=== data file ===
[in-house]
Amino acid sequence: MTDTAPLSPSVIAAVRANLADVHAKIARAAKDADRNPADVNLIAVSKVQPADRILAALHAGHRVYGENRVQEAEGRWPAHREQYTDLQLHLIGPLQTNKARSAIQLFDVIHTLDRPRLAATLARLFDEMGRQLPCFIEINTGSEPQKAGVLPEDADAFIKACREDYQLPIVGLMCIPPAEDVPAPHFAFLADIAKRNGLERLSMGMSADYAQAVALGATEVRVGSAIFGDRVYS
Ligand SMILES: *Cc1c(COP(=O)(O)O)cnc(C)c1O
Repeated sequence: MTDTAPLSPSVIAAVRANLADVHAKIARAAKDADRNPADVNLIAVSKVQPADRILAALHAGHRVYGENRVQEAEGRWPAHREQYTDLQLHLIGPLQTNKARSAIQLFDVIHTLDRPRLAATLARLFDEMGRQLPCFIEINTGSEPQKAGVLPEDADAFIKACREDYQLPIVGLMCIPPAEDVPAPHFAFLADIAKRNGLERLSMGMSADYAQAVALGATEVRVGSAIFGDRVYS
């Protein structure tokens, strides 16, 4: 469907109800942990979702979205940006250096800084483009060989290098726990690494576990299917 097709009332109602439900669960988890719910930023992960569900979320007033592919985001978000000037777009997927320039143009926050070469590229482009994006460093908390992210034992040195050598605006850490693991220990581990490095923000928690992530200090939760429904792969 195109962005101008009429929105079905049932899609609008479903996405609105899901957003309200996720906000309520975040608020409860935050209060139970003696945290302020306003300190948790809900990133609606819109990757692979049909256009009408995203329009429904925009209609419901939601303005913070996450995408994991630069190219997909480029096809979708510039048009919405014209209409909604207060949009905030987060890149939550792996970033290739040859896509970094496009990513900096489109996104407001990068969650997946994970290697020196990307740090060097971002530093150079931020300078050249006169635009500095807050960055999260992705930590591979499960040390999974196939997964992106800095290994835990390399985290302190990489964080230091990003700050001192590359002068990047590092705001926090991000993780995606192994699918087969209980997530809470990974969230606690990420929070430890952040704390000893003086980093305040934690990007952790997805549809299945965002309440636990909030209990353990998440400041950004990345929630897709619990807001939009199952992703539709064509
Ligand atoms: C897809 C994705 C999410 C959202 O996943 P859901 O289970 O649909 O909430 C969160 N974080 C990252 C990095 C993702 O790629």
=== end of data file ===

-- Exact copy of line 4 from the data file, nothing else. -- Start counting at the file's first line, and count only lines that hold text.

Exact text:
Repeated sequence: MTDTAPLSPSVIAAVRANLADVHAKIARAAKDADRNPADVNLIAVSKVQPADRILAALHAGHRVYGENRVQEAEGRWPAHREQYTDLQLHLIGPLQTNKARSAIQLFDVIHTLDRPRLAATLARLFDEMGRQLPCFIEINTGSEPQKAGVLPEDADAFIKACREDYQLPIVGLMCIPPAEDVPAPHFAFLADIAKRNGLERLSMGMSADYAQAVALGATEVRVGSAIFGDRVYS